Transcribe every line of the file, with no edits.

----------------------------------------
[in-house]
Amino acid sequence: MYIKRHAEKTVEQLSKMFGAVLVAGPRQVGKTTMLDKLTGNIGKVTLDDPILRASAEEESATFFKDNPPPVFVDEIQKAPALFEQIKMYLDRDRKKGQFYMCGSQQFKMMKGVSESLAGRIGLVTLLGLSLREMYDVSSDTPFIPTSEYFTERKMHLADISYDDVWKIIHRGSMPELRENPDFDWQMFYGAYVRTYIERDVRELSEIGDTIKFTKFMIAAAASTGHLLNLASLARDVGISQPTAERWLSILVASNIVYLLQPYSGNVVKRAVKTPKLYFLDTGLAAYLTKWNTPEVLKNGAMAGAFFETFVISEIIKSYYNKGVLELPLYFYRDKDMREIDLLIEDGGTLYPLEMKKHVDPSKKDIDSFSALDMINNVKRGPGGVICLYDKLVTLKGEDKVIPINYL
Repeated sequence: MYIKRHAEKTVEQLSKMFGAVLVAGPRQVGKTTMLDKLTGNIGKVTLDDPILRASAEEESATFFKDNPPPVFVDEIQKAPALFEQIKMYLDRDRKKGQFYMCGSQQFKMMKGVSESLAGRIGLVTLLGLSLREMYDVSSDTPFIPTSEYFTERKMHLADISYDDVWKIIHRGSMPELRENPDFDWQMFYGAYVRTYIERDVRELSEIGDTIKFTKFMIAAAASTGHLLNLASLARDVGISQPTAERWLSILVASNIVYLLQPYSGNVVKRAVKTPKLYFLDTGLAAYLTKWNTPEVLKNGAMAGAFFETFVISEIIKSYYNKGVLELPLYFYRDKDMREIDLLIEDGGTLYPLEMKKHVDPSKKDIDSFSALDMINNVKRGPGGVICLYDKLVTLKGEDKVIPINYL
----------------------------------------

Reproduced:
[in-house]
Amino acid sequence: MYIKRHAEKTVEQLSKMFGAVLVAGPRQVGKTTMLDKLTGNIGKVTLDDPILRASAEEESATFFKDNPPPVFVDEIQKAPALFEQIKMYLDRDRKKGQFYMCGSQQFKMMKGVSESLAGRIGLVTLLGLSLREMYDVSSDTPFIPTSEYFTERKMHLADISYDDVWKIIHRGSMPELRENPDFDWQMFYGAYVRTYIERDVRELSEIGDTIKFTKFMIAAAASTGHLLNLASLARDVGISQPTAERWLSILVASNIVYLLQPYSGNVVKRAVKTPKLYFLDTGLAAYLTKWNTPEVLKNGAMAGAFFETFVISEIIKSYYNKGVLELPLYFYRDKDMREIDLLIEDGGTLYPLEMKKHVDPSKKDIDSFSALDMINNVKRGPGGVICLYDKLVTLKGEDKVIPINYL
Repeated sequence: MYIKRHAEKTVEQLSKMFGAVLVAGPRQVGKTTMLDKLTGNIGKVTLDDPILRASAEEESATFFKDNPPPVFVDEIQKAPALFEQIKMYLDRDRKKGQFYMCGSQQFKMMKGVSESLAGRIGLVTLLGLSLREMYDVSSDTPFIPTSEYFTERKMHLADISYDDVWKIIHRGSMPELRENPDFDWQMFYGAYVRTYIERDVRELSEIGDTIKFTKFMIAAAASTGHLLNLASLARDVGISQPTAERWLSILVASNIVYLLQPYSGNVVKRAVKTPKLYFLDTGLAAYLTKWNTPEVLKNGAMAGAFFETFVISEIIKSYYNKGVLELPLYFYRDKDMREIDLLIEDGGTLYPLEMKKHVDPSKKDIDSFSALDMINNVKRGPGGVICLYDKLVTLKGEDKVIPINYL